Tinnitus is the term used to describe the perception of sound when no actual external noise is present. While it is often referred to as “ringing in the ears,” tinnitus can manifest in many different ways including buzzing, whistling, hissing, swooshing and clicking. Tinnitus can be temporary or chronic. The U.S. Centers for Disease Control estimates that nearly 15% of the public experiences some form of tinnitus which amounts to over 20 million people.
What is the cause of tinnitus?
Tinnitus can be caused by many things, but is usually a symptom of an underlying condition. The treatment for your particular tinnitus depends on the condition that is causing it, the severity, and any accompanying issues such as hearing loss. Common causes of tinnitus include hearing loss, exposure to loud noises, stress and depression, earwax build up, abnormal bone growth in the ear, Meniere’s disease, head or neck injuries and benign tumors of the cranial nerve. The most common cause of tinnitus is sensorineural hearing loss. In order to find the cause of your tinnitus, your audiologist will obtain a complete medical history and audiological evaluation.
What treatments are available?
While there is no scientifically-validated cure for most types of tinnitus, there are many treatment options that can ease the perceived burden of tinnitus which can provide comfort and relief to many patients. No medications have been approved specifically for the treatment of tinnitus but we have many tools to help patients manage their tinnitus.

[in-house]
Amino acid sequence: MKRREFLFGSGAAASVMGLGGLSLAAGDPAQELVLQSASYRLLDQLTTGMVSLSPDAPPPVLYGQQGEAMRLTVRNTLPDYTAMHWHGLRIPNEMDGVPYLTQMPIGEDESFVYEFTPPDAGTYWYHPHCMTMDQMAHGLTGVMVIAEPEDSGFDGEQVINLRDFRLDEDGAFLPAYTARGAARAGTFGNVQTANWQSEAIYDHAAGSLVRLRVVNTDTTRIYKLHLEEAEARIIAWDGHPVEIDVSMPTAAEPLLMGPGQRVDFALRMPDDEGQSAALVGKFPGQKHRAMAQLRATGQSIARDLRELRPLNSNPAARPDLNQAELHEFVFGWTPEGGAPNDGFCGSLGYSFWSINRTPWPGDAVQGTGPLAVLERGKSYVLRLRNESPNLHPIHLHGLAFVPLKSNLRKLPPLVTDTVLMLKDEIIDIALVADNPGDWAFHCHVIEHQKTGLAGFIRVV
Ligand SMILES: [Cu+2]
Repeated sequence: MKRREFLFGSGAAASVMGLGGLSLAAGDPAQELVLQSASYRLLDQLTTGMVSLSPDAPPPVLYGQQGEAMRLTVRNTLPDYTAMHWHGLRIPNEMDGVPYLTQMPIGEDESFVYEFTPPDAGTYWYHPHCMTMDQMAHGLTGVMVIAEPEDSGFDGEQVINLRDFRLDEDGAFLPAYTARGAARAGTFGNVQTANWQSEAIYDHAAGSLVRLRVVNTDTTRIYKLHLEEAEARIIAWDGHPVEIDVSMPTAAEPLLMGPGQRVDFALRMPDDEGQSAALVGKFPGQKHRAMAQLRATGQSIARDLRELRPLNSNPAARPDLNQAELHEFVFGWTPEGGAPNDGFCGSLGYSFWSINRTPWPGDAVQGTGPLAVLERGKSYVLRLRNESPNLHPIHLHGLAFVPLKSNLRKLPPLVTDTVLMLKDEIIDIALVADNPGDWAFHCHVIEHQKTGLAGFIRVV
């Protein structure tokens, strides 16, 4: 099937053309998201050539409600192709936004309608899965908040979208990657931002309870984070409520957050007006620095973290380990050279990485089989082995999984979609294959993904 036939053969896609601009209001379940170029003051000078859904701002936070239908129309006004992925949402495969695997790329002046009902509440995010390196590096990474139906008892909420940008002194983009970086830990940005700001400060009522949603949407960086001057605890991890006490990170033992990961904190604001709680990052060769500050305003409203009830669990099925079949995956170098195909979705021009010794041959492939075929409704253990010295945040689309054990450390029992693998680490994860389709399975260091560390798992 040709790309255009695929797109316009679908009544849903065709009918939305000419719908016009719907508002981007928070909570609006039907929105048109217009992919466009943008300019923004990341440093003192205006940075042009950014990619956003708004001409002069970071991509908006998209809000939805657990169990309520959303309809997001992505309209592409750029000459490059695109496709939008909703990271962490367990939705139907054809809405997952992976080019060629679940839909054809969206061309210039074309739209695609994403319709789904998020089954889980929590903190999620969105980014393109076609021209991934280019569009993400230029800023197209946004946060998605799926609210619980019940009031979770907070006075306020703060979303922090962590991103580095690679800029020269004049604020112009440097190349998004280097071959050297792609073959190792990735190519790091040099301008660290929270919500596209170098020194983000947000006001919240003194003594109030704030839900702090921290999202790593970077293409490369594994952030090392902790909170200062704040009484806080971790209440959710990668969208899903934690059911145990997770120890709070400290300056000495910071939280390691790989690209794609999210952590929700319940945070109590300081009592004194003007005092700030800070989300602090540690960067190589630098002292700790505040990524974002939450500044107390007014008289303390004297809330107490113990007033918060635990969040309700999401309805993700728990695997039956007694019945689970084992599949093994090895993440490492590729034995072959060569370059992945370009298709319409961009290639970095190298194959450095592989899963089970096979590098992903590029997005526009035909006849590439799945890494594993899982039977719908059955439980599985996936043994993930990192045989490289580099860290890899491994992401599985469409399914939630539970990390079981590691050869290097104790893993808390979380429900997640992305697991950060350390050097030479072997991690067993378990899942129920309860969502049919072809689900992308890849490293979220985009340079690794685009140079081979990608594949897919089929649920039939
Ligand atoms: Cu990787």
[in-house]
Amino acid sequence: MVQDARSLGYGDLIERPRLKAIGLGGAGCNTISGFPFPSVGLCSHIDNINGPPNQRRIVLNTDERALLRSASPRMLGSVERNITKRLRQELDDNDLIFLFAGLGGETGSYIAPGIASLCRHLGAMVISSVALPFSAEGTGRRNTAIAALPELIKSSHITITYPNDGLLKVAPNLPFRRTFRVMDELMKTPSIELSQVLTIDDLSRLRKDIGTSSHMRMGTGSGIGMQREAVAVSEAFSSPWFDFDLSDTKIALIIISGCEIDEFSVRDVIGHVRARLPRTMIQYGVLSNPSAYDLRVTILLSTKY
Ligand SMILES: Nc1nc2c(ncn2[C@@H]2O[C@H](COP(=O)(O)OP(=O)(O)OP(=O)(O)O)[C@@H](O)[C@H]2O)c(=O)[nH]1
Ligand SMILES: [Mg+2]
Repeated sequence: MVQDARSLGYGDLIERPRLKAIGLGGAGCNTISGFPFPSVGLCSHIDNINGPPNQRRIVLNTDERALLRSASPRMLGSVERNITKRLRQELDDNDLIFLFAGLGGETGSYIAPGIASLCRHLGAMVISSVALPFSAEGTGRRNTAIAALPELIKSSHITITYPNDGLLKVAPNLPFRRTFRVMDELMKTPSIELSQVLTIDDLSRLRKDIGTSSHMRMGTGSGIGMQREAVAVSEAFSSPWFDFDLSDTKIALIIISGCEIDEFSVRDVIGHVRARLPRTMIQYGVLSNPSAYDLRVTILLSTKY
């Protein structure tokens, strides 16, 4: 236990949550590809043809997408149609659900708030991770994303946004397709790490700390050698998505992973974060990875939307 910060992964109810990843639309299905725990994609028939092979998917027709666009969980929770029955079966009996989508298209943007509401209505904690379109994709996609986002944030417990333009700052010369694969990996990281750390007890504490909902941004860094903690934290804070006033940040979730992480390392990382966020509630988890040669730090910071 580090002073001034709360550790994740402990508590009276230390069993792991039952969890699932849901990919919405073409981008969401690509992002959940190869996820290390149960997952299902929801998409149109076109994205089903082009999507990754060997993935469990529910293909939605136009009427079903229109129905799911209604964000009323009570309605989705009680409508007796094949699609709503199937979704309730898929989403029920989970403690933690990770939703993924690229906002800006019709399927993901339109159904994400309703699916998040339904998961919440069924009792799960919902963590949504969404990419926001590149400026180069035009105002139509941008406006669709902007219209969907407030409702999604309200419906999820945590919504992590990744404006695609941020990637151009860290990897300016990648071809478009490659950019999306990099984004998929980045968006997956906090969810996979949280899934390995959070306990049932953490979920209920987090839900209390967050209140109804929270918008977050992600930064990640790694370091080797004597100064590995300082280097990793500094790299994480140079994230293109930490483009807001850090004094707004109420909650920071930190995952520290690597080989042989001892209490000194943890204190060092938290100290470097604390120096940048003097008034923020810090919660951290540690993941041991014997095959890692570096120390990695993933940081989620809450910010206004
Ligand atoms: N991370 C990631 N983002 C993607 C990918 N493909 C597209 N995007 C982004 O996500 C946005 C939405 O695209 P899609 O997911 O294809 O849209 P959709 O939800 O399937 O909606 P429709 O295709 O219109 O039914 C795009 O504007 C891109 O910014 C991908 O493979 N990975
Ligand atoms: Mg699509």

A common treatment is acoustic therapy or sound therapy, which uses sounds to help the brain re-focus and diminish the emotional impact of the tinnitus. Many hearing devices are combination devices which have combined treatment for hearing loss and tinnitus, allowing the underlying problem and the symptoms to be targeted at the same time.
No two patients and no two tinnitus cases are alike. Your audiologist will ask you many questions about how the condition is impacting your daily life to assess the appropriate treatment strategy best suited to your particular needs.
After your audiological evaluation is performed, your audiologist will provide you with the appropriate referrals for medical treatment or psychological treatment if needed to further manage your tinnitus.
The material contained on this site is for informational purposes only and is not intended to be a substitute for professional medical advice, diagnosis, or treatment. Always seek the advice of your physician or other qualified health care provider.